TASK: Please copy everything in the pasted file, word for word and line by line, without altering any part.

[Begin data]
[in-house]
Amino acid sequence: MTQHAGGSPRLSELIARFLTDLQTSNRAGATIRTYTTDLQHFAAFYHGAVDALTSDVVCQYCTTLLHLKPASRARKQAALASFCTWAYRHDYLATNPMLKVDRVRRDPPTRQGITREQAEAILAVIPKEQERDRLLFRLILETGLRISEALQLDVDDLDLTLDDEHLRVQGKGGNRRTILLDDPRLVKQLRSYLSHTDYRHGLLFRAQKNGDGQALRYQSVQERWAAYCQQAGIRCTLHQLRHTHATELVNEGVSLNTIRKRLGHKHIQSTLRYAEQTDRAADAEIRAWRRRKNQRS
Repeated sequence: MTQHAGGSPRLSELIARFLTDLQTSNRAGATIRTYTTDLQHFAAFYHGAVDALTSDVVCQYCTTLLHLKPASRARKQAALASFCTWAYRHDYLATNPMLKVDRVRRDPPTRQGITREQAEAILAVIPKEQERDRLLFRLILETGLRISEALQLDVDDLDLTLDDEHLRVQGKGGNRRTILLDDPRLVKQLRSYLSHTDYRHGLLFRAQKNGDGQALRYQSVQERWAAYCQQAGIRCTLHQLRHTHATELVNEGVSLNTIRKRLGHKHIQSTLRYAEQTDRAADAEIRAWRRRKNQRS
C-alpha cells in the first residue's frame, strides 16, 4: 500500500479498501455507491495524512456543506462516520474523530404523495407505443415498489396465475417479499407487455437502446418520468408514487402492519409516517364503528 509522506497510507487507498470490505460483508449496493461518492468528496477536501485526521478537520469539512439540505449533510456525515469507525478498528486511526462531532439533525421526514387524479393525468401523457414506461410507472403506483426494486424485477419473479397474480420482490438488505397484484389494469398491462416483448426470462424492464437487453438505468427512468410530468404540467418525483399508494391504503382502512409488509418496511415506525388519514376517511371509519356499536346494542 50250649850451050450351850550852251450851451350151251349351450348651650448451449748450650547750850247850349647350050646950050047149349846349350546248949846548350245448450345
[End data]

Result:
[in-house]
Amino acid sequence: MTQHAGGSPRLSELIARFLTDLQTSNRAGATIRTYTTDLQHFAAFYHGAVDALTSDVVCQYCTTLLHLKPASRARKQAALASFCTWAYRHDYLATNPMLKVDRVRRDPPTRQGITREQAEAILAVIPKEQERDRLLFRLILETGLRISEALQLDVDDLDLTLDDEHLRVQGKGGNRRTILLDDPRLVKQLRSYLSHTDYRHGLLFRAQKNGDGQALRYQSVQERWAAYCQQAGIRCTLHQLRHTHATELVNEGVSLNTIRKRLGHKHIQSTLRYAEQTDRAADAEIRAWRRRKNQRS
Repeated sequence: MTQHAGGSPRLSELIARFLTDLQTSNRAGATIRTYTTDLQHFAAFYHGAVDALTSDVVCQYCTTLLHLKPASRARKQAALASFCTWAYRHDYLATNPMLKVDRVRRDPPTRQGITREQAEAILAVIPKEQERDRLLFRLILETGLRISEALQLDVDDLDLTLDDEHLRVQGKGGNRRTILLDDPRLVKQLRSYLSHTDYRHGLLFRAQKNGDGQALRYQSVQERWAAYCQQAGIRCTLHQLRHTHATELVNEGVSLNTIRKRLGHKHIQSTLRYAEQTDRAADAEIRAWRRRKNQRS
C-alpha cells in the first residue's frame, strides 16, 4: 500500500479498501455507491495524512456543506462516520474523530404523495407505443415498489396465475417479499407487455437502446418520468408514487402492519409516517364503528 509522506497510507487507498470490505460483508449496493461518492468528496477536501485526521478537520469539512439540505449533510456525515469507525478498528486511526462531532439533525421526514387524479393525468401523457414506461410507472403506483426494486424485477419473479397474480420482490438488505397484484389494469398491462416483448426470462424492464437487453438505468427512468410530468404540467418525483399508494391504503382502512409488509418496511415506525388519514376517511371509519356499536346494542 50250649850451050450351850550852251450851451350151251349351450348651650448451449748450650547750850247850349647350050646950050047149349846349350546248949846548350245448450345